One-woman show

OM Foods: OMG

Vegan nachos

Vegan nachos

Photo courtesy of OM Foods

OM Foods
1008 W. Sacramento Ave., Ste. 1

Once upon a time, in a faery kingdom by the sea named Mendocino, there was a perfect little one-woman operation called Lu’s Kitchen. Lu dished out a short list of unique, super-healthy organic dishes from a tiny shed in an undeveloped lot in downtown Mendo. It was unique, personal, quirky (the hours were improvisational, Lu’s temperament was variable). It was Fourth Wave economy at its best, and it was a highlight of my coastal visits. When Lu’s died, a part of me died with it.

Fast forward to Chico, 2017: Now we’ve got our own version of Lu’s. OM Foods (the OM stands for Organic Mama) is a gift from one person, Amanda Bosschart (pronounced “Bo-shart”), to the Chico community. Like Lu’s, it’s in a tiny “food hut” in the midst of urban busyness, in the Nord Safeway parking lot. The place is so small you could almost touch the opposing walls with outstretched arms. And, as with Lu’s, the food is idiosyncratic, limited in scope, super-healthy and delicious.

The Food Police can be a humorless and judgmental lot. I remember once eating from one of the trailers at the Saturday farmers’ market and thinking what a model of political correctness the trailer was—run by women, staffed by the two owners, serving organic, locally sourced underrepresented-ethnicity food, with no overhead and using recyclable plates and utensils. A friend saw me eating and said, “How can you support that place?” I asked what had her dander up. “Look at that generator! Can you imagine the damage to the ozone layer that place is causing?”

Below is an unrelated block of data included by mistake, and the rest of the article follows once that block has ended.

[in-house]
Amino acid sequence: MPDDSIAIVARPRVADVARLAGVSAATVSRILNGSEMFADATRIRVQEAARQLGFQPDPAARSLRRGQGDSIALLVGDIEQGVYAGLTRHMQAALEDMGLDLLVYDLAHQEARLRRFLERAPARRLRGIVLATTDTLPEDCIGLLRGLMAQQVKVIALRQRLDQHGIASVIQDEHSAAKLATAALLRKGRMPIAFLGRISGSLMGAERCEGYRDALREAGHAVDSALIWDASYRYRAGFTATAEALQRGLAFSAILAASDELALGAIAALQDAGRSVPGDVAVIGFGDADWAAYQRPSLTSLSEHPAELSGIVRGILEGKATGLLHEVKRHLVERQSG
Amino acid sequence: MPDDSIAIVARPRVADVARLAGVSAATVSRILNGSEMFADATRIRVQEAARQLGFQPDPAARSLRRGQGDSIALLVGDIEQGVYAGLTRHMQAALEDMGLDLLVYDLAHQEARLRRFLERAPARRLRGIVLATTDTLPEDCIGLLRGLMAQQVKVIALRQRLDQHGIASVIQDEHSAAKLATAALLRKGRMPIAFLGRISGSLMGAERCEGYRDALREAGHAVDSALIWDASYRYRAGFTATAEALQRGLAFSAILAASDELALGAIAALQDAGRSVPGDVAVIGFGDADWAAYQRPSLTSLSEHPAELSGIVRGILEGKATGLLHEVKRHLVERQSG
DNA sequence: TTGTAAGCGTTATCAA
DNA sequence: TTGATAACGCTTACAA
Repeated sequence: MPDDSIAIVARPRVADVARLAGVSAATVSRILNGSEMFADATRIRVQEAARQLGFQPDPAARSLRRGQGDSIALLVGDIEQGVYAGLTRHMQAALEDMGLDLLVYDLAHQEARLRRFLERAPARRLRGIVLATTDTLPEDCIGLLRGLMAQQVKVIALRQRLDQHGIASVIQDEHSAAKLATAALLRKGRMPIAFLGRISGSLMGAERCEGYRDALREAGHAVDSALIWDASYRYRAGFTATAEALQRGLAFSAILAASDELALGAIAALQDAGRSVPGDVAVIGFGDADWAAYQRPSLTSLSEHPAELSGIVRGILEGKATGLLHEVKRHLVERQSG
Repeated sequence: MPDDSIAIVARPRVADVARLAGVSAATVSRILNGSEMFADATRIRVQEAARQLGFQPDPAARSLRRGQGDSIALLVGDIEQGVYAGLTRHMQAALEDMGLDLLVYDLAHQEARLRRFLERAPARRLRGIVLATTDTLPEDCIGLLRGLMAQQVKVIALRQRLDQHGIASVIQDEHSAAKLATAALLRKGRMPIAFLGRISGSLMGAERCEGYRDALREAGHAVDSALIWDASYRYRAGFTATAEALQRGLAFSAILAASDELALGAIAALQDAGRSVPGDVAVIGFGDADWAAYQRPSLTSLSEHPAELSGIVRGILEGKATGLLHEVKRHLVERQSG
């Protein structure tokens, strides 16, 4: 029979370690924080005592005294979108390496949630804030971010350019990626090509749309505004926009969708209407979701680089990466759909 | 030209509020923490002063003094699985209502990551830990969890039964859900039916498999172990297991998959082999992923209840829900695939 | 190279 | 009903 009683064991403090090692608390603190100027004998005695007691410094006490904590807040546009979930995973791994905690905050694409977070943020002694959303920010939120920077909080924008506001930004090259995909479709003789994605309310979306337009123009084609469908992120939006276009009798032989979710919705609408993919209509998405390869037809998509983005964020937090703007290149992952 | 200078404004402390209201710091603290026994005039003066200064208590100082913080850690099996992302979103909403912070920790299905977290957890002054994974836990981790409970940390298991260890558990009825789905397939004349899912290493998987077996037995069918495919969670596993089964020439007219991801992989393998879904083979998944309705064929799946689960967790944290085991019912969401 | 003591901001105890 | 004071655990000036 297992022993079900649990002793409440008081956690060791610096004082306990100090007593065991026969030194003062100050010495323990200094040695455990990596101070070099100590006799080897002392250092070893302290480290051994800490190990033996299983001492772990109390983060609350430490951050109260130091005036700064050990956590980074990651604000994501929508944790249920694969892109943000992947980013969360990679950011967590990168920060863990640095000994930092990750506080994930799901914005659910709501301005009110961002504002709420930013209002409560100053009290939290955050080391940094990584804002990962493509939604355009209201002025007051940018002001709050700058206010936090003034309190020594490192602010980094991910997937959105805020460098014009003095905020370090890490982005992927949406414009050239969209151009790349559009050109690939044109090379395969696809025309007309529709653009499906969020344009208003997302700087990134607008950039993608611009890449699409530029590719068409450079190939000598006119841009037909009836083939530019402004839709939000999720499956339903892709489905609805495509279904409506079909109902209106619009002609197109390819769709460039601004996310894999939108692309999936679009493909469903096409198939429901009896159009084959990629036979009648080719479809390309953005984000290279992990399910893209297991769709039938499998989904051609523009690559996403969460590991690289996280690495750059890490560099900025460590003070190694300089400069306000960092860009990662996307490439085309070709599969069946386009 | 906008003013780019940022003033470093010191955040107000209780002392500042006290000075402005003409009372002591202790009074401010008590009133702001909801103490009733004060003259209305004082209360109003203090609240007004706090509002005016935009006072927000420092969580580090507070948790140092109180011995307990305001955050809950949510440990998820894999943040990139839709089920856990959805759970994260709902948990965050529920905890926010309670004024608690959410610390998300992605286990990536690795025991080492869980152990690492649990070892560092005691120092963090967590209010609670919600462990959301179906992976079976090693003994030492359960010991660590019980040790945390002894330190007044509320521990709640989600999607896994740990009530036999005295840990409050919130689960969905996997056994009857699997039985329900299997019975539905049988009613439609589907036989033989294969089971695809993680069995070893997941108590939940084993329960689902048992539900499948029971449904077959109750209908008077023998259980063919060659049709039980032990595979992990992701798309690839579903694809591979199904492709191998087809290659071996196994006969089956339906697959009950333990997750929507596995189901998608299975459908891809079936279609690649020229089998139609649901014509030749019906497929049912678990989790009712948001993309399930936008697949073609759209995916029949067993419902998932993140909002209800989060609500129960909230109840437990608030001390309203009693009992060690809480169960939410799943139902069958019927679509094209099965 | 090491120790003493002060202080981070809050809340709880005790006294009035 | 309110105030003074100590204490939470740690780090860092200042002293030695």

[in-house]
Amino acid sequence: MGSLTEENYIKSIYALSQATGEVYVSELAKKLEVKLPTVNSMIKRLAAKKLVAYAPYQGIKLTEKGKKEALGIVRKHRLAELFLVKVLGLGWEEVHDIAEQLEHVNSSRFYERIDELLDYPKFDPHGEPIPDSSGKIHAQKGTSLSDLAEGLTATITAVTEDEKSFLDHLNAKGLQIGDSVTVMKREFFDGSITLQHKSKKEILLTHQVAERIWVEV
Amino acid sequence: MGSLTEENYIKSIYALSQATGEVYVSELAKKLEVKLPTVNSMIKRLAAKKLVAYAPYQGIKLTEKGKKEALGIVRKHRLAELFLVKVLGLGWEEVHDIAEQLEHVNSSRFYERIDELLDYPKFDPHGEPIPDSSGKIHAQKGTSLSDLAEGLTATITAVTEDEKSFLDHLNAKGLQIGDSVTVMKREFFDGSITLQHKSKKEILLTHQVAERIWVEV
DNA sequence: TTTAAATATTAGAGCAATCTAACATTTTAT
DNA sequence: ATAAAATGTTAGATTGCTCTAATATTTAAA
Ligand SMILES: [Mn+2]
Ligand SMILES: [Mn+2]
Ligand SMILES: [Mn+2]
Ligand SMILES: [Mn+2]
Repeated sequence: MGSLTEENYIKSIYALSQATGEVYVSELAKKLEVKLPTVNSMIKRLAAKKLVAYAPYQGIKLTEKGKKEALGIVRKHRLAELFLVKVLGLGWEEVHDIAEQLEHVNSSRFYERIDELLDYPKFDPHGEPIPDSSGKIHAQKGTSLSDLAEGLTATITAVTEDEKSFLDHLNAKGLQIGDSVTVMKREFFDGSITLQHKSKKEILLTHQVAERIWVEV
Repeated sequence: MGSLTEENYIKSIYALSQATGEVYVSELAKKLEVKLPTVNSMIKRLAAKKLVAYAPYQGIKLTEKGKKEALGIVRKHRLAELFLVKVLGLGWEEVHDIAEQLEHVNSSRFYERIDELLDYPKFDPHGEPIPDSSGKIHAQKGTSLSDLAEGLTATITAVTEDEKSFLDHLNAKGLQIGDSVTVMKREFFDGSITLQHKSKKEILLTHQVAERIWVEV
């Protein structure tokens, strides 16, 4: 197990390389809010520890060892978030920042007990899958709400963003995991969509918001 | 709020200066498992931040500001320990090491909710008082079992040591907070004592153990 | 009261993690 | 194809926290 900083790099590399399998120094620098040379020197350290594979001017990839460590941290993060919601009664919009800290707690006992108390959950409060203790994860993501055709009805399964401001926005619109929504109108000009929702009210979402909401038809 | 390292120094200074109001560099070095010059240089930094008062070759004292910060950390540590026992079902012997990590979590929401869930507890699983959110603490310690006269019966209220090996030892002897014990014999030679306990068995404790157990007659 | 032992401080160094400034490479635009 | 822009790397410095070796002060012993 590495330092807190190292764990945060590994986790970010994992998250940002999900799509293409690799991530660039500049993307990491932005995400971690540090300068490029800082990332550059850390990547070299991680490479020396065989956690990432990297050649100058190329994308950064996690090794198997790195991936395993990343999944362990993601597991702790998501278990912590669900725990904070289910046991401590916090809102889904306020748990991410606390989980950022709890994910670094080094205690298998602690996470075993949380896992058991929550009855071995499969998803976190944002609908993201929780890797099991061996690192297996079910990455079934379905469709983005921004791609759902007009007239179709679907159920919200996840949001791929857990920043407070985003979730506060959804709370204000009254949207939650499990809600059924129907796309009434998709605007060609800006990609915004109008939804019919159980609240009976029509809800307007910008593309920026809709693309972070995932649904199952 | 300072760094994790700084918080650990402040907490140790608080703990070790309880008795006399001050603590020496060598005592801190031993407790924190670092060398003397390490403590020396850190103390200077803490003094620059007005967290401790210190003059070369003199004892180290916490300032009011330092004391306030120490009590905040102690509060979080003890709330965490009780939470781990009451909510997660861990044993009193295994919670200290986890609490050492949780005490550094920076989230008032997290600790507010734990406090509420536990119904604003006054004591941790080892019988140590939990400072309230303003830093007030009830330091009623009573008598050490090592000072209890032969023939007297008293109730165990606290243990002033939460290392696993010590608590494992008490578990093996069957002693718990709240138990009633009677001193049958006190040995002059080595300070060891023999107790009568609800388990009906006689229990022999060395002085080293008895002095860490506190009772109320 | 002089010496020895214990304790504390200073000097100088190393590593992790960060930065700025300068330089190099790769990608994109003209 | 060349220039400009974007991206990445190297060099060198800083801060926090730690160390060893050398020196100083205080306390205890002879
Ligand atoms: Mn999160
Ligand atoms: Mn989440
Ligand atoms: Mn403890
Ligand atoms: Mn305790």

So, being health-conscious and spiritual about food can easily get grim and preachy. But OM is never that, while doing all the right things: local sourcing, using non-GMO ingredients, avoiding meat (fish tacos are the only carnage), being vegan most of the time. There is even free lavender spritzer by the counter, to elevate your mood. I bet Bosschart would even burn you a little sage if you asked. But she keeps it joyful and warm. She’ll call you by name and encourage you to do the same with her.

The food is all of a piece, built from a short list of ingredients—tempeh, avocado, cashew sauce, cilantro, dill, cacao, coconut, maté, cabbage slaw, rice, beans—and all absolutely delicious. The most popular items are the fish tacos (divine) and the nachos, but you can close your eyes and point and be pleased with the result. They used to have a “cesar salad,” which I assumed was a tribute to the great union organizer, but it’s since been normalized to “Caesar” on the menu.

All the drinks are worth ordering, among them smoothies (right up there with Fresh Twisted Café), “omade” (half lemonade, half maté), and hot cacao with coconut creamer (think milder, less sweet hot cocoa).

Prices are a small step up from taco trucks—$10.50 buys you two fish tacos (you’ll need both for a meal) or a nacho plate that will feed you twice.

OM does a number of things I really like. It uses tempeh instead of tofu (Bosschart and I both think tofu, despite its objective virtues, doesn’t taste very good), and it doesn’t follow the vegetarian regimen of burying everything under a layer of cheese. To me, cheese is a luxury item whose complex flavors are to be savored on the tongue like a liqueur, not a cheap rubbery bedspread used to obliterate everything under it. OM agrees. Bosschart’s nachos are covered not in cheap cheese, but in a nice little cashew cream sauce. Lovely.

Valentine’s Day marks OM’s first anniversary. Mark your calendar—Bosschart hints at live music, free samples and other celebratory stuff.